While Nature News writes that do-it-yourself biohackers might not be able to use CRISPR to resurrect the woolly mammoth, they are starting to use the gene-editing tool in other ways.
"It's, like, the most amazing tool ever," biohacker Andreas Stürmer says. "You could do it in your own home."
Johan Sosa is teaching himself the technique and tells Nature News that once he masters it, he may join an effort at the BioCurious community lab to engineer yeast to produce the milk protein casein as part of an attempt to develop vegan cheese.
Meanwhile, Georg Tremmel, an artist and research fellow in biological-data visualization at the University of Tokyo, wants to use CRISPR to 'de-engineer' carnations sold in Japan that have already been modified to be blue. Based on this, he wants, as Nature News says, "audiences to ponder whether these doubly modified carnations should be deemed any different from unengineered plants with essentially the same genome."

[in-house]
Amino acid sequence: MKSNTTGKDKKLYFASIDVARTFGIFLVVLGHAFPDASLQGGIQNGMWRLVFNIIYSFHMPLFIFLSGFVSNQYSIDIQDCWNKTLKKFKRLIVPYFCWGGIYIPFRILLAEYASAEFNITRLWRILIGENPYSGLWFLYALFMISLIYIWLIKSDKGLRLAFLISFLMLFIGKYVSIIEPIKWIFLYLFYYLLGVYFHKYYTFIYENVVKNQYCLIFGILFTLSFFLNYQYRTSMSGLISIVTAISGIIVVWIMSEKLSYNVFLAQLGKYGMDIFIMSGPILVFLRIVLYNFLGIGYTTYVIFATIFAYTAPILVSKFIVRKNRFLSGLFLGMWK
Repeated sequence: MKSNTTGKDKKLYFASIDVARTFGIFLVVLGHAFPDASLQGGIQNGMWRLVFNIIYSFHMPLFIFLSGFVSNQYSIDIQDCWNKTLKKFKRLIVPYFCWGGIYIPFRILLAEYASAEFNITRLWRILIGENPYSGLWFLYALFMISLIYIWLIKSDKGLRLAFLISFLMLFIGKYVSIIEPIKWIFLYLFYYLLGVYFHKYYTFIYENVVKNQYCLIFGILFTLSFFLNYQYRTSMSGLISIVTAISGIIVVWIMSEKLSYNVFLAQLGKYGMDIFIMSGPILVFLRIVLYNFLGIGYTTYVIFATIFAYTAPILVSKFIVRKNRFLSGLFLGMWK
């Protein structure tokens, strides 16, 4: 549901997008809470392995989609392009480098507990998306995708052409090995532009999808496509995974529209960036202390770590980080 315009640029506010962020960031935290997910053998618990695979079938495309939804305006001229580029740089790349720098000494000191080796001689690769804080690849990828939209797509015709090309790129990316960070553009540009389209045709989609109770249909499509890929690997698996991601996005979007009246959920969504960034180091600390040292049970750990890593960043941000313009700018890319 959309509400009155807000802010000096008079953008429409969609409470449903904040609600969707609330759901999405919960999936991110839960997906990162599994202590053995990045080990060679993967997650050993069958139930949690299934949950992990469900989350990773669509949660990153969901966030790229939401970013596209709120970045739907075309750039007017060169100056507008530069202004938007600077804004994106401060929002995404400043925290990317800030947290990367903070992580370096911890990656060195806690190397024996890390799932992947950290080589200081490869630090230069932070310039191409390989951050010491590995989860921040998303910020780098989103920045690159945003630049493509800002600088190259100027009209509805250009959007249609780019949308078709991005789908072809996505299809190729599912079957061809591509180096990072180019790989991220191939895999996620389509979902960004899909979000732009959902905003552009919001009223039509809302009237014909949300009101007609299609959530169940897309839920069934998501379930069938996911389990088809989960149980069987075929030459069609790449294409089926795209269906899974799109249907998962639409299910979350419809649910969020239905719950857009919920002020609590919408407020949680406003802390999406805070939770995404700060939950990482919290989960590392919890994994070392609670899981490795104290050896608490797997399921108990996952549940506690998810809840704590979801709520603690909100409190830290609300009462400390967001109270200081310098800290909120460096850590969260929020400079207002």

In addition to capturing creative DIY minds, the approach could also be used as part of a more nefarious project, Nature News says, though Todd Kuiken from the Wilson Center says that such fears are overblown as most DIYers have benign goals, like brewing a distinctive beer.